Further reading

The books recommended on this page have helped me understand how and why the Sedona Method is so effective. From neuroscience to nervous system studies and non-duality, there is mounting evidence that the ‘I’ we think we are is not quite as solid as our minds would have us believe.

Neurology and psychotherapy

Body/Mind

Non-duality and Advaita/Vedanta

When I discovered the Sedona Method back in 2014, I had no idea that Lester was just one of many teachers who had found freedom through a non-dual understanding of the world.

His realisation came about through an intense period of self-enquiry triggered by the prospect of his own imminent death. This was back in 1952, he had just had a second massive heart attack and was told by doctors that there was nothing more they could do. You can read more about Lester’s story here.

The self-enquiry practice he had stumbled upon is far from new and in fact dates back to the Upanishads from around 6th and 7th Centuries BC:

The Kaushitaki Upanishad asserts that “external rituals such as Agnihotram offered in the morning and in the evening, must be replaced with inner Agnihotram, the ritual of introspection”, and that “not rituals, but knowledge should be one’s pursuit”.[105]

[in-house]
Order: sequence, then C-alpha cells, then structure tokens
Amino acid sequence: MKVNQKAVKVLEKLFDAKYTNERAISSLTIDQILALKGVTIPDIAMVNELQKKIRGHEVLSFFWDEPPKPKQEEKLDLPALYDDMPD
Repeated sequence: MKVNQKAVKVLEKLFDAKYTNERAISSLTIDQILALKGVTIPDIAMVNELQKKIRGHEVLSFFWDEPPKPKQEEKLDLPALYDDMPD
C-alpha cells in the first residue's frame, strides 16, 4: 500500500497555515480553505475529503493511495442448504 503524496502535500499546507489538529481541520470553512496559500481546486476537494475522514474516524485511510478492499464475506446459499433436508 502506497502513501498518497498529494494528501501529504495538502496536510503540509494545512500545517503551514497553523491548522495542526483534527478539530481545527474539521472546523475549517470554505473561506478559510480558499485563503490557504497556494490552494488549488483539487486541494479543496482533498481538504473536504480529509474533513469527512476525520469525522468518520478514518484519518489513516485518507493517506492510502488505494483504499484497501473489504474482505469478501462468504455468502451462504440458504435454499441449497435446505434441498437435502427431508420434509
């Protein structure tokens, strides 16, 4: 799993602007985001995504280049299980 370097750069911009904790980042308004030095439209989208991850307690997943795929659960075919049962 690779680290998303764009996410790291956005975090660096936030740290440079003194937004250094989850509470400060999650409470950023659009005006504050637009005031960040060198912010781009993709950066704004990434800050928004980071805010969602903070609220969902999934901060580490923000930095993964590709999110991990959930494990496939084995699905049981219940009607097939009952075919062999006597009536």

But back then, in Sedona, Arizona in 2014, I didn’t know any of this and I sat in that seminar room wondering where all these crazy ideas came from —

I thought Hale and Lester had come up with the whole thing! I was amazed (and a little suspicious) that these two guys had stumbled upon such a profound truth.

Needless to say, I was very relieved when I realised that this was in fact a very established path. It is documented in some extraordinarily beautiful texts, including the books by Balsekar and Ramana Maharashi (translated notes from his talks) which are recommended below. I have gained a deeper understanding of these teachings by reading many authors from very different backgrounds and perspectives who had come to the  same conclusion.


The Sedona Method